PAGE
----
Reading with Be’chol Lashon: Hanukkah Moon
Be’chol Lashon Review
In Deborah Da Costa’s delightful book, “Hanukkah Moon, Isobel is invited to Aunt Luisa’s for Hanukkah in Mexico. Isobel’s not sure what to expect. Once there, Isobel learns that Jews from Latin America also celebrate “Januca” but with a few differences. Isobel’s days at Aunt Luisa’s are filled with fun and surprises including a dreidel piñata filled with sweets.
Isobel also celebrates the Rosh Chodesh, the new moon that appears on Hanukkah. She visits welcomes the mysterious late night luna nueva or Hanukkah moon.
“This story reflects the celebration of the new moon that occurs during Hanukkah. This custom is popular among Sephardic Jews (those whose ancestors came from Spain), who settled in Latin America.” The way Aunt Luisa celebrates the Festival of Lights unlike anyone else Isobel knows, and that this is a wonderful thing!
Hanukkah marks the anniversary of the Maccabean revolt to reclaim the temple of Jerusalem. In the famous tale, the Maccabees did not have enough oil to light the temple’s lanterns for celebration. Miraculously, the small amount of oil lasted eight full days and nights. To honor this classic story, Jews all over the world light menorahs on Hanukkah for eight consecutive nights.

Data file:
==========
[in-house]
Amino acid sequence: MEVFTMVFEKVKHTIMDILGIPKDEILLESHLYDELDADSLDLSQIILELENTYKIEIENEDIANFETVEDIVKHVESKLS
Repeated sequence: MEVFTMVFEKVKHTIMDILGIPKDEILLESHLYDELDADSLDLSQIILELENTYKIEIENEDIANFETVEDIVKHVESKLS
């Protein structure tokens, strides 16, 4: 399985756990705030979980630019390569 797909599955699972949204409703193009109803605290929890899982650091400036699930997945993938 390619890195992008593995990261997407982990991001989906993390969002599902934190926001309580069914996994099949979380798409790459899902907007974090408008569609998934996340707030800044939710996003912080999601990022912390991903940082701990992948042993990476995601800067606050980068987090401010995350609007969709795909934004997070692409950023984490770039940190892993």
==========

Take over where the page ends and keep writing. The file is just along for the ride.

- How does your family celebrate Hanukkah? Is it different or similar to how Aunt Lucia celebrates Hanukkah in Mexico?
- What is one of your favorite Hanukkah traditions from around the world?
- What is Rosh Chodesh and why is it significant?
How to Play Dreidel
Playing with the dreidel is a traditional Hanukkah game played in Jewish homes all over the world and rules may vary. Here’s how to play the basic dreidel game:
- Any number of people can take part. Each player begins the game with an equal number of game pieces (about 10-15) such as pennies, nuts, chocolate chips, raisins, matchsticks, etc.
- At the beginning of each round, every participant puts one game piece into the center “pot.”
- Every time it’s your turn, spin the dreidel once. Depending on the side it lands on, you give or get game pieces from the pot.
a) Nun means “nisht” or “nothing.” The player does nothing.
b) Gimel means “gantz” or “everything.” The player gets everything in the pot.
c) Hey means “halb” or “half.” The player gets half of the pot. (If there is an odd number of pieces in the pot, the player takes half of the total plus one).
d) Shin (outside of Israel) means “shtel” or “put in.” Peh (in Israel) also means “put in.” The player adds a game piece to the pot.
- If you find that you have no game pieces left, you are either “out” or may ask a fellow player for a “loan.” When one person has won everything, that round of the game is over!